What do The Grapes of Wrath by John Steinbeck, Beloved by Toni Morrison, The Sun also Rises by Ernest Hemingway, and The Lord of the Rings by J.R.R. Tolkien all have in common? These titles, among others, have been banned from libraries and schools in the US at one time or another. Freedom of speech, and reading, is something most of us take for granted. It is guaranteed by the First Amendment. Yet, individuals and small groups have successfully persuaded some officials that reading certain things is a threat to society. How many of you have read Fahrenheit 451 by Ray Bradbury? This title, first published in 1967, is about a government that knows books can share ideas. One of the ways the government in the book tries to control its people is to limit their access to information by confiscating and burning books. The title refers to the temperature at which paper burns.
Libraries will celebrate Banned Book Week for 2013 during the week of Sept. 22-28. The American Library Association has a webpage to help anyone interested in intellectual freedom learn more. According to their website “Intellectual freedom—the freedom to access information and express ideas, even if the information and ideas might be considered unorthodox or unpopular—provides the foundation for Banned Books Week. BBW stresses the importance of ensuring the availability of unorthodox or unpopular viewpoints for all who wish to read and access them.” http://www.ala.org/ala/issuesadvocacy/banned/bannedbooksweek/index.cfm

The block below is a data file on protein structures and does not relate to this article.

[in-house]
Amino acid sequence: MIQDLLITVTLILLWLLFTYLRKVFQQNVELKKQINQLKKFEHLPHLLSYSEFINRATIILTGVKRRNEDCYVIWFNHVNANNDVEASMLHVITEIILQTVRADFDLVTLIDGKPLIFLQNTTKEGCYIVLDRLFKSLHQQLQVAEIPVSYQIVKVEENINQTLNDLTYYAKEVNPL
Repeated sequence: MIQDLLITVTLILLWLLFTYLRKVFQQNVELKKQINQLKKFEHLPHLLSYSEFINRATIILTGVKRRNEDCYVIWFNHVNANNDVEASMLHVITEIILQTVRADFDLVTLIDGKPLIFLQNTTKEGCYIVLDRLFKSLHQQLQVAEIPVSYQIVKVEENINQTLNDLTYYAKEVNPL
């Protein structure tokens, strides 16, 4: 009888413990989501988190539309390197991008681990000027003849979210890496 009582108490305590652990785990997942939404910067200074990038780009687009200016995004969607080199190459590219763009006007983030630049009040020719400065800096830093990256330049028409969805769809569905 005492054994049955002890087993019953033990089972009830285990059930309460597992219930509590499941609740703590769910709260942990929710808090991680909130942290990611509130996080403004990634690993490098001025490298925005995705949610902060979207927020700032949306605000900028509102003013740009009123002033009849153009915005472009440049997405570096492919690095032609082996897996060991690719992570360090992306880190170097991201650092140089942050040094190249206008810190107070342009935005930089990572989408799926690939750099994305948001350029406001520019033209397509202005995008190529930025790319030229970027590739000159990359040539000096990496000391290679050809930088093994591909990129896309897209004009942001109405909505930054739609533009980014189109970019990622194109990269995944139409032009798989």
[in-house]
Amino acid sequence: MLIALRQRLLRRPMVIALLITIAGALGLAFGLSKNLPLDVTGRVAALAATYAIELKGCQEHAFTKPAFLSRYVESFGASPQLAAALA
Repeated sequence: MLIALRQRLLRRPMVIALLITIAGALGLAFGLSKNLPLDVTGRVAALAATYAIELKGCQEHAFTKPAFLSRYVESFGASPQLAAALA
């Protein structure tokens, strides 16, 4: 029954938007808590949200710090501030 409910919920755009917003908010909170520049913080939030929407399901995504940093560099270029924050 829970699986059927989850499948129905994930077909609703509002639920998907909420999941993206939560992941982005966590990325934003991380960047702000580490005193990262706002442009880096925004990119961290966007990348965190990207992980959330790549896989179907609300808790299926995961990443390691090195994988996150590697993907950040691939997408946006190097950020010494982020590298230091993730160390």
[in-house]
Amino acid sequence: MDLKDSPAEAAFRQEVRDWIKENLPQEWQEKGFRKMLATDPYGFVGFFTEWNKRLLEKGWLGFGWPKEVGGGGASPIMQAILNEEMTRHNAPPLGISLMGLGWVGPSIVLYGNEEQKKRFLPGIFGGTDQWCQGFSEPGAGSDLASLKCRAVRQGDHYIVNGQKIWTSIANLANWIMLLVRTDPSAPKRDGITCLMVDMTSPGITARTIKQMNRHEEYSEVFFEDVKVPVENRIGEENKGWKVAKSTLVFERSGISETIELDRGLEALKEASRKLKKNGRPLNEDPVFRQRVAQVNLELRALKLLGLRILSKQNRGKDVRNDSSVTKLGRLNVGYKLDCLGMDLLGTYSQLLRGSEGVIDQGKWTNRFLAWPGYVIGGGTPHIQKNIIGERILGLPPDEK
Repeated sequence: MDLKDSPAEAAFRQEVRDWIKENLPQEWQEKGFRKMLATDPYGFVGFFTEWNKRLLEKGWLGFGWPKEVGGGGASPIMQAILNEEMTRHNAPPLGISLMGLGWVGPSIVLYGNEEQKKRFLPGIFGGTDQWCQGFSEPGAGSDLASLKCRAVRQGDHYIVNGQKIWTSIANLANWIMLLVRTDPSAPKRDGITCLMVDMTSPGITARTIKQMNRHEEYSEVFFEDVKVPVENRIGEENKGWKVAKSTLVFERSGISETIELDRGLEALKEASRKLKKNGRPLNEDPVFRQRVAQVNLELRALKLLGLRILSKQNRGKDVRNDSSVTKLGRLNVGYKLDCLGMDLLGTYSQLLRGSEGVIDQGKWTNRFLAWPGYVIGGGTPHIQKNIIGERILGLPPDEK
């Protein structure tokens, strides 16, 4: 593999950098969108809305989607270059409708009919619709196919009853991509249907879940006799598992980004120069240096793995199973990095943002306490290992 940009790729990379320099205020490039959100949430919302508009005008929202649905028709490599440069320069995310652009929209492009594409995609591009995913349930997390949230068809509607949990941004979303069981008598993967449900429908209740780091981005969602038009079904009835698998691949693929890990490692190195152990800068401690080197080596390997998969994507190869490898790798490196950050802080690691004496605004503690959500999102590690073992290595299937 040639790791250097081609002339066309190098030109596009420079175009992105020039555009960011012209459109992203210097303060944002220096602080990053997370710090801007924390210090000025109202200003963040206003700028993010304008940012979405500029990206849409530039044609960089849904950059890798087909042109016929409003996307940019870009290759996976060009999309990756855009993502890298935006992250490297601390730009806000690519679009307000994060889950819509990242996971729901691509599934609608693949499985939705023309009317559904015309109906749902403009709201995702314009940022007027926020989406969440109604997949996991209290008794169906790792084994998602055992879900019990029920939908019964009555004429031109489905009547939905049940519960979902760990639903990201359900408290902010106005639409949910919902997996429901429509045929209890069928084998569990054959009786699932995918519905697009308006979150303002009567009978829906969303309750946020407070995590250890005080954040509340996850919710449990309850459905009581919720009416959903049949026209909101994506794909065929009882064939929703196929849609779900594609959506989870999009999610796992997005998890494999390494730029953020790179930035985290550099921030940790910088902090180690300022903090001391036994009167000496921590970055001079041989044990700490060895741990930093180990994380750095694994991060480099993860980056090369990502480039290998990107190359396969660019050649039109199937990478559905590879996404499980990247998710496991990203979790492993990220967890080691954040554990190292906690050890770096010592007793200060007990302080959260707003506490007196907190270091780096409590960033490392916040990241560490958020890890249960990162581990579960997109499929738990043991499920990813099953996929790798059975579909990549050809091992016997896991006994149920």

Attempts to ban books are not some archaic practice from the last century; many of them are very recent. ALA reports “Over the past nine years, [2001-2009] American [public and school] libraries were faced with 4,312 challenges.
1,413 for “sexually explicit” material;
1,125 for “offensive language”;
897 for material deemed “unsuited to age group”;
514 for “violence”
344 for “homosexuality”
Further, 109 materials were challenged because they were “anti-family,” and an additional 269 because of their “religious viewpoints.”
Kelly Library has a small collection of children’s classics that were banned or challenged on display. To see the complete list of banned children’s classic books, check out the titles at Buzzfeed (http://www.buzzfeed.com/spenceralthouse/classic-childrens-books-that-have-been-banned-in-america). Some of our titles include:
The Diary of a Young Girl / Anne Frank DS135.N6 F73313. Banned for sexual content, homosexual themes, and being depressing. This book has been challenged as recently as May 2013.
Where’s Waldo / Martin Handford JUV PZ7.H1918 Wh 1997. Several versions of this title include a topless female sunbather in the beach scenes.
The Captain Underpants series tops the list of children’s books (we don’t have any of these). The reasons include offensive language and inappropriate for the age group.
Winnie-the-Pooh / A. A. Milne JUV PZ7.M64 Wo 1985. Banned because talking animals are an insult to God, and there are claims of ties to Nazism.
James and the Giant Peach / Roald Dahl JUV PR6054 .A35. This book has the word “ass” in it.
Harriet the spy / Louise Fitzhugh JUV Z7.F5768 Har. Banned for setting a bad example for children as it teaches them to lie, talk back, curse, and spy.
Kelly Library challenges everyone to think dangerously and read a banned book.